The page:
Washington Post / Getty Images
Washington Post / Getty Images

19 Surprising Rules Copyeditors Used to Enforce

Washington Post / Getty Images
Washington Post / Getty Images

Last week, a cherished usage distinction was killed in a shot heard round the copyediting world. During a session at the American Copy Editors Society, AP Stylebook editors announced that it would from now on be acceptable to use “over” for “more than” when referring to quantity.

In other words, according to AP rules, it's no longer incorrect to say, “over 500 editors fainted at the news.” If you can’t imagine how anyone could find that phrasing objectionable, you are not alone. “Over” has been used to mean “more than” for hundreds of years. But the insistence that “over” was only to be used for spatial and not numerical relationships had been a feature of American newspaper editorial standards since the 19th century, when William Cullen Bryant, editor of the New York Evening Post, compiled his Index Expurgatorius, a precursor to the modern style guide.

The Index Expurgatorius was basically a list of words that got on Bryant’s nerves. He disapproved of the too casual “bogus” and “humbug,” but also the too precious “residence” and “debut.” Some of his directives passed into in-house style guides at other publications and became general newsroom habits, enshrining what was, in many cases, one man’s opinion. Many of Bryant’s guidelines have long since fallen away, as the over/more than distinction now has. Here are 19 rules from the Index Expurgatorius that no one would take a red pen to today:

1. Don’t use “beat” for “defeat”

2. Don’t use “call attention” for “direct attention”

3. Don’t use “conclusion” for “close” or “end”

4. Don’t use “decade” for “ten years”

5. Don’t use “donate” at all

6. Don’t use “collided” at all (it's now acceptable to use "collided," but only if both objects are in motion)

7. Don’t use “fall” for “autumn”

8. Don’t use “graduates” for “is graduated”

9. Don’t use “hardly” for “scarcely”

10. Don’t use “issue” for “question” or “subject”

11. Don’t use “leniency” for “lenity”

12. Don’t use “notice” for “observe”

13. Don’t use “pants” for “pantaloons”

14. Don’t use “prior to” for “before”

15. Don’t use “progress” for “advance”

16. Don’t use “reliable” for “trustworthy”

17. Don’t use “retire” as an active verb

18. Don’t use “sensation” for “noteworthy event”

19. Don’t use “taboo” at all

Big Questions
Where Does the Phrase '… And the Horse You Rode In On' Come From?

Horses may no longer be the dominant form of transportation in the U.S., but the legacy of our horseback-riding history lives on in language. When telling people off, we still use the phrase “... and the horse you rode in on.” These days, it’s rare for anyone you're telling to go screw themselves to actually be an equestrian, so where did “and the horse you rode in on” come from, anyway?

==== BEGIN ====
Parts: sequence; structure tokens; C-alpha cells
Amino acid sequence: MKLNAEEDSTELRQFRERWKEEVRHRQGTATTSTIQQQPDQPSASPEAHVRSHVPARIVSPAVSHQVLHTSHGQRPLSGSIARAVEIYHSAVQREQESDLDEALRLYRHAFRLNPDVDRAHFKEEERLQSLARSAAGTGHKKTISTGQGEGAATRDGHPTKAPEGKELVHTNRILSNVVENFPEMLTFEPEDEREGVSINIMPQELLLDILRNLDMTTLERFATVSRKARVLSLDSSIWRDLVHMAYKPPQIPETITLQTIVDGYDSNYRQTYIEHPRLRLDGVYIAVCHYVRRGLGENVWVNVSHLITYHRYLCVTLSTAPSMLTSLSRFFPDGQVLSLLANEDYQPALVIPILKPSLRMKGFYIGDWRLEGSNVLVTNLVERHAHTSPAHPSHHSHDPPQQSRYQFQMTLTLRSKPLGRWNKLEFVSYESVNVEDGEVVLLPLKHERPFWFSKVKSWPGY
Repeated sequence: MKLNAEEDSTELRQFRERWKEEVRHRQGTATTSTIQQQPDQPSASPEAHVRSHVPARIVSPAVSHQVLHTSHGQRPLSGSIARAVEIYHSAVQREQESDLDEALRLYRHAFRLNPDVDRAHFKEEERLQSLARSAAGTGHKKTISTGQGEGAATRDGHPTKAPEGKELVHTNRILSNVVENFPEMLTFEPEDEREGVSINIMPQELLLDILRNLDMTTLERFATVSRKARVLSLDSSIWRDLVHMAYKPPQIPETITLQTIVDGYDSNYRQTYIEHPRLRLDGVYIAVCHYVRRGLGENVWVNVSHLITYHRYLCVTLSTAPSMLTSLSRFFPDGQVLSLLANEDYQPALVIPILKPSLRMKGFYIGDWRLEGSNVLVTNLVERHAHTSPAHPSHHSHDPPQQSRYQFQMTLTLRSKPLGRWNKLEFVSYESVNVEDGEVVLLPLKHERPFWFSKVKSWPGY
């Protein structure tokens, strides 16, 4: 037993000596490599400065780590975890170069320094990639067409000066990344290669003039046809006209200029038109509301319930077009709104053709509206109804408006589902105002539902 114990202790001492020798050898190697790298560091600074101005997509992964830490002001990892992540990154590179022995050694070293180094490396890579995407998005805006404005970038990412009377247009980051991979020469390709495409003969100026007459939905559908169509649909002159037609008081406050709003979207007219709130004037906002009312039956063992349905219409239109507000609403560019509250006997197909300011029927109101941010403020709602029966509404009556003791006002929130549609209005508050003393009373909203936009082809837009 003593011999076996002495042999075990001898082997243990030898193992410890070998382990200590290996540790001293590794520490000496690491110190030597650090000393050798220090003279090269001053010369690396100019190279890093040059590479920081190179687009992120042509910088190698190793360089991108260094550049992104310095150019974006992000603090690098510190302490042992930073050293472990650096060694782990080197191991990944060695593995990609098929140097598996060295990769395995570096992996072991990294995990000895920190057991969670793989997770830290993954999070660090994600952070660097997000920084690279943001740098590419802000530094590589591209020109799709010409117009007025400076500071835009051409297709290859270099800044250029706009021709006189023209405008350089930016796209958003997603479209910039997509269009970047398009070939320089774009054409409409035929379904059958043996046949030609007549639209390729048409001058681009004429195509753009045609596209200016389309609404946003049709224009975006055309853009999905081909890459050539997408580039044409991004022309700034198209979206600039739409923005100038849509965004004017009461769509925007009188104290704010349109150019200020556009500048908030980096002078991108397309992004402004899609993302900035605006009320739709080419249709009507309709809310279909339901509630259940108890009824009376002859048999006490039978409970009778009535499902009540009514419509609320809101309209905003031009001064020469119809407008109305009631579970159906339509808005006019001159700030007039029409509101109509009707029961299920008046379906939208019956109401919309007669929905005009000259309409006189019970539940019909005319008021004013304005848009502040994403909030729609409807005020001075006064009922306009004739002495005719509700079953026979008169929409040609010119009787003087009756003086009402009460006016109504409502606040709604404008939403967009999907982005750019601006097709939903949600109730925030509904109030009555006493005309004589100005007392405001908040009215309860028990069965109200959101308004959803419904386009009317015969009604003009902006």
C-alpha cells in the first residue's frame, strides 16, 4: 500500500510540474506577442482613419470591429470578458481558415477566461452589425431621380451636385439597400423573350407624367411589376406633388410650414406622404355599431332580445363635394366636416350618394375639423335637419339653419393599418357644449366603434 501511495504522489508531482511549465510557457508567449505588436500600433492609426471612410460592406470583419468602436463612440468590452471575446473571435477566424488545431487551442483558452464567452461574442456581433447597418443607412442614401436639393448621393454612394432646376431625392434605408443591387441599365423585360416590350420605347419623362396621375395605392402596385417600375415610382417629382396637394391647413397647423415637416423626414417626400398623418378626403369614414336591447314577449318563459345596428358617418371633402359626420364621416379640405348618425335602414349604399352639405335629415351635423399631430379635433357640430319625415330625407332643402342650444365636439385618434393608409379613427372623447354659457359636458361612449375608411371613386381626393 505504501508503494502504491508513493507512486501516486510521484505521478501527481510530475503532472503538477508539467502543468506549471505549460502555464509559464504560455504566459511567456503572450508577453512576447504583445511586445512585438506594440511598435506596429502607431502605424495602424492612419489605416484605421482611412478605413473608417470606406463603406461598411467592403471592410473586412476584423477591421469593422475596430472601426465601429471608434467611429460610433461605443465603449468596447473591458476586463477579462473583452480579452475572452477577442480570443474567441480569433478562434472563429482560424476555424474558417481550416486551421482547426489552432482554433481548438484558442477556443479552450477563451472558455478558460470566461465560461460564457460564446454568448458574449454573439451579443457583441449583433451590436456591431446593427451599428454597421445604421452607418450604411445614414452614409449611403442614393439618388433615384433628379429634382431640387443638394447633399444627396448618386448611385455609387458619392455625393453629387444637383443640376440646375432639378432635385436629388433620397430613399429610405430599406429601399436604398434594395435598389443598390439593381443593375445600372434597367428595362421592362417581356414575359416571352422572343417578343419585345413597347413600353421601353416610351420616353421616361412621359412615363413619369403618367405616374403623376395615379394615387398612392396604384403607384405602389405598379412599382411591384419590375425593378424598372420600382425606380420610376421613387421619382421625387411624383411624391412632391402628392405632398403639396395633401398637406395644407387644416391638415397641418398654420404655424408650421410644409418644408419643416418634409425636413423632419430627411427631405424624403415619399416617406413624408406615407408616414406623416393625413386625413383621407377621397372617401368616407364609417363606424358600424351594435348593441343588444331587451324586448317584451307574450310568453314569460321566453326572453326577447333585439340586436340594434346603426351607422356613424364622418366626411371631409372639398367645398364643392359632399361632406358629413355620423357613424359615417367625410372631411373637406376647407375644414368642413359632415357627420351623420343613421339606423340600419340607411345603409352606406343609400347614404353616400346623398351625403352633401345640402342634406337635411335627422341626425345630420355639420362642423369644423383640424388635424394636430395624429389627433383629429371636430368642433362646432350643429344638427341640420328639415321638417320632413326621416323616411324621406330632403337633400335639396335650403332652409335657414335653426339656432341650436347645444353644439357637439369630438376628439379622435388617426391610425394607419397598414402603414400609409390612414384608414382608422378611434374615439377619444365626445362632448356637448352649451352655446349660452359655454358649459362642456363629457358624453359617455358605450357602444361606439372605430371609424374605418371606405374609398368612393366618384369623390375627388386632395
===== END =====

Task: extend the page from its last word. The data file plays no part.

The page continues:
Well, let’s start with the basics. The phrase is, essentially, an intensifier, one typically appended to the phrase “F*** you.” As the public radio show "A Way With Words" puts it, it’s usually aimed at “someone who’s full of himself and unwelcome to boot.” As co-host and lexicographer Grant Barrett explains, “instead of just insulting you, they want to insult your whole circumstance.”

The phrase can be traced back to at least the 1950s, but it may be even older than that, since, as Barrett notes, plenty of crude language didn’t make it into print in the early 20th century. He suggests that it could have been in wide use even prior to World War II.

In 1998, William Safire of The New York Times tracked down several novels that employed the term, including The Friends of Eddie Coyle (1972) and No Bugles, No Drums (1976). The literary editor of the latter book, Michael Seidman, told Safire that he heard the term growing up in the Bronx just after the Korean War, leading the journalist to peg the origin of the phrase to at least the late 1950s.

The phrase has had some pretty die-hard fans over the years, too. Donald Regan, who was Secretary of the Treasury under Ronald Reagan from 1981 through 1984, worked it into his official Treasury Department portrait. You can see a title along the spine of a book in the background of the painting. It reads: “And the Horse You Rode In On,” apparently one of Regan’s favorite sayings. (The book in the painting didn't refer to a real book, but there have since been a few published that bear similar names, like Clinton strategist James Carville’s book …and the Horse He Rode In On: The People V. Kenneth Starr and Dakota McFadzean’s 2013 book of comics Other Stories And the Horse You Rode In On.)

It seems that even in a world where almost no one rides in on a horse, insulting a man’s steed is a timeless burn.

Have you got a Big Question you'd like us to answer? If so, let us know by emailing us at

How to Say Merry Christmas in 26 Different Languages

“Merry Christmas” is a special greeting in English, since it’s the only occasion we say “merry” instead of “happy.” How do other languages spread yuletide cheer? Ampersand Travel asked people all over the world to send in videos of themselves wishing people a “Merry Christmas” in their own language, and while the audio quality is not first-rate, it’s a fun holiday-themed language lesson.

Feel free to surprise your friends and family this year with your new repertoire of foreign-language greetings.


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